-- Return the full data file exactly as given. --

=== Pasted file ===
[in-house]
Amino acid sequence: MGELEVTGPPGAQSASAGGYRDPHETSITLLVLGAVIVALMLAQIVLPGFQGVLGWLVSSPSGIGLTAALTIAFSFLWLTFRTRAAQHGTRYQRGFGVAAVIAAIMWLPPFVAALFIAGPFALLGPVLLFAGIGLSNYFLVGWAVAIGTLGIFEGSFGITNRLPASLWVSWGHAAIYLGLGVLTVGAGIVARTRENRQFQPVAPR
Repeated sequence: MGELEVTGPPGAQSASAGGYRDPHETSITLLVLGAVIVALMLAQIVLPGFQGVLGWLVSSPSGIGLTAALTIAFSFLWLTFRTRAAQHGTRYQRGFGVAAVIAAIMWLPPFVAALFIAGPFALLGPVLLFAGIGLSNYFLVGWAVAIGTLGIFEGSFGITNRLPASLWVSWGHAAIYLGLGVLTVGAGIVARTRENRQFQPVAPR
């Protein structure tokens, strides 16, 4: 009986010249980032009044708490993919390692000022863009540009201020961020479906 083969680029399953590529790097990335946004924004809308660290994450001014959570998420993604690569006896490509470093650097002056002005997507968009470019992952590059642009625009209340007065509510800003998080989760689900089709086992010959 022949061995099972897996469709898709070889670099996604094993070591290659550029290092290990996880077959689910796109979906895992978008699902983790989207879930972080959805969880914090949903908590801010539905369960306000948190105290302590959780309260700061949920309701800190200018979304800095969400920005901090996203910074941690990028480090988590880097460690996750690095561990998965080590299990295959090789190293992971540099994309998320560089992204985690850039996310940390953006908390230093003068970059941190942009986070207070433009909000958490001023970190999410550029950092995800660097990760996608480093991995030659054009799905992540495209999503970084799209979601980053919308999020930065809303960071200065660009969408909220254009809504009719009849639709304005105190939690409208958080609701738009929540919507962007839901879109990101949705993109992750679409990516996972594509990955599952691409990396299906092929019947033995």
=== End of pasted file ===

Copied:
[in-house]
Amino acid sequence: MGELEVTGPPGAQSASAGGYRDPHETSITLLVLGAVIVALMLAQIVLPGFQGVLGWLVSSPSGIGLTAALTIAFSFLWLTFRTRAAQHGTRYQRGFGVAAVIAAIMWLPPFVAALFIAGPFALLGPVLLFAGIGLSNYFLVGWAVAIGTLGIFEGSFGITNRLPASLWVSWGHAAIYLGLGVLTVGAGIVARTRENRQFQPVAPR
Repeated sequence: MGELEVTGPPGAQSASAGGYRDPHETSITLLVLGAVIVALMLAQIVLPGFQGVLGWLVSSPSGIGLTAALTIAFSFLWLTFRTRAAQHGTRYQRGFGVAAVIAAIMWLPPFVAALFIAGPFALLGPVLLFAGIGLSNYFLVGWAVAIGTLGIFEGSFGITNRLPASLWVSWGHAAIYLGLGVLTVGAGIVARTRENRQFQPVAPR
């Protein structure tokens, strides 16, 4: 009986010249980032009044708490993919390692000022863009540009201020961020479906 083969680029399953590529790097990335946004924004809308660290994450001014959570998420993604690569006896490509470093650097002056002005997507968009470019992952590059642009625009209340007065509510800003998080989760689900089709086992010959 022949061995099972897996469709898709070889670099996604094993070591290659550029290092290990996880077959689910796109979906895992978008699902983790989207879930972080959805969880914090949903908590801010539905369960306000948190105290302590959780309260700061949920309701800190200018979304800095969400920005901090996203910074941690990028480090988590880097460690996750690095561990998965080590299990295959090789190293992971540099994309998320560089992204985690850039996310940390953006908390230093003068970059941190942009986070207070433009909000958490001023970190999410550029950092995800660097990760996608480093991995030659054009799905992540495209999503970084799209979601980053919308999020930065809303960071200065660009969408909220254009809504009719009849639709304005105190939690409208958080609701738009929540919507962007839901879109990101949705993109992750679409990516996972594509990955599952691409990396299906092929019947033995």